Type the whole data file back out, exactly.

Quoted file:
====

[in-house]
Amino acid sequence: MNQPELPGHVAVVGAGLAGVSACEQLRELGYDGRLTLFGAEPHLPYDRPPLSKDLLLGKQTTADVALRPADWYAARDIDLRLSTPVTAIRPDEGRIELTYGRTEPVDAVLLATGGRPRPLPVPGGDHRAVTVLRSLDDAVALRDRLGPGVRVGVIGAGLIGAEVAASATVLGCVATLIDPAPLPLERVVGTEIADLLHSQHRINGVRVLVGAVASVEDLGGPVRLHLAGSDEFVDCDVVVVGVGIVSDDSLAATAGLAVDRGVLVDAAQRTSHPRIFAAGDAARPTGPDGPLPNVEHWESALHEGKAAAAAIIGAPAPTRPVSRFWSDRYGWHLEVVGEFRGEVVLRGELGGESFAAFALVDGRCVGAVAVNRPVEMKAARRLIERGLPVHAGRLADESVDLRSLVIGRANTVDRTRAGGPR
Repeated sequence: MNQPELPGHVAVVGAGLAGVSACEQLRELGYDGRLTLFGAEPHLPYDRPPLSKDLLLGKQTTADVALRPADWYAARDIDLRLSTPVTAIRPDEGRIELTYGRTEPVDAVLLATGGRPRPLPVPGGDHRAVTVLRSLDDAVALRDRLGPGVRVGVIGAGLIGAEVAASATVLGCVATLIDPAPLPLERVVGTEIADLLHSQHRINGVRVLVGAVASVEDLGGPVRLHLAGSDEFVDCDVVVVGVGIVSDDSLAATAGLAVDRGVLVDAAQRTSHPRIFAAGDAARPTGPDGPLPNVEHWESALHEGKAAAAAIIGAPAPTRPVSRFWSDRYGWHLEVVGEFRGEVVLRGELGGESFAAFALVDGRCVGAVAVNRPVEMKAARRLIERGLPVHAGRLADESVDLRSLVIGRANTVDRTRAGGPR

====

[in-house]
Amino acid sequence: MNQPELPGHVAVVGAGLAGVSACEQLRELGYDGRLTLFGAEPHLPYDRPPLSKDLLLGKQTTADVALRPADWYAARDIDLRLSTPVTAIRPDEGRIELTYGRTEPVDAVLLATGGRPRPLPVPGGDHRAVTVLRSLDDAVALRDRLGPGVRVGVIGAGLIGAEVAASATVLGCVATLIDPAPLPLERVVGTEIADLLHSQHRINGVRVLVGAVASVEDLGGPVRLHLAGSDEFVDCDVVVVGVGIVSDDSLAATAGLAVDRGVLVDAAQRTSHPRIFAAGDAARPTGPDGPLPNVEHWESALHEGKAAAAAIIGAPAPTRPVSRFWSDRYGWHLEVVGEFRGEVVLRGELGGESFAAFALVDGRCVGAVAVNRPVEMKAARRLIERGLPVHAGRLADESVDLRSLVIGRANTVDRTRAGGPR
Repeated sequence: MNQPELPGHVAVVGAGLAGVSACEQLRELGYDGRLTLFGAEPHLPYDRPPLSKDLLLGKQTTADVALRPADWYAARDIDLRLSTPVTAIRPDEGRIELTYGRTEPVDAVLLATGGRPRPLPVPGGDHRAVTVLRSLDDAVALRDRLGPGVRVGVIGAGLIGAEVAASATVLGCVATLIDPAPLPLERVVGTEIADLLHSQHRINGVRVLVGAVASVEDLGGPVRLHLAGSDEFVDCDVVVVGVGIVSDDSLAATAGLAVDRGVLVDAAQRTSHPRIFAAGDAARPTGPDGPLPNVEHWESALHEGKAAAAAIIGAPAPTRPVSRFWSDRYGWHLEVVGEFRGEVVLRGELGGESFAAFALVDGRCVGAVAVNRPVEMKAARRLIERGLPVHAGRLADESVDLRSLVIGRANTVDRTRAGGPR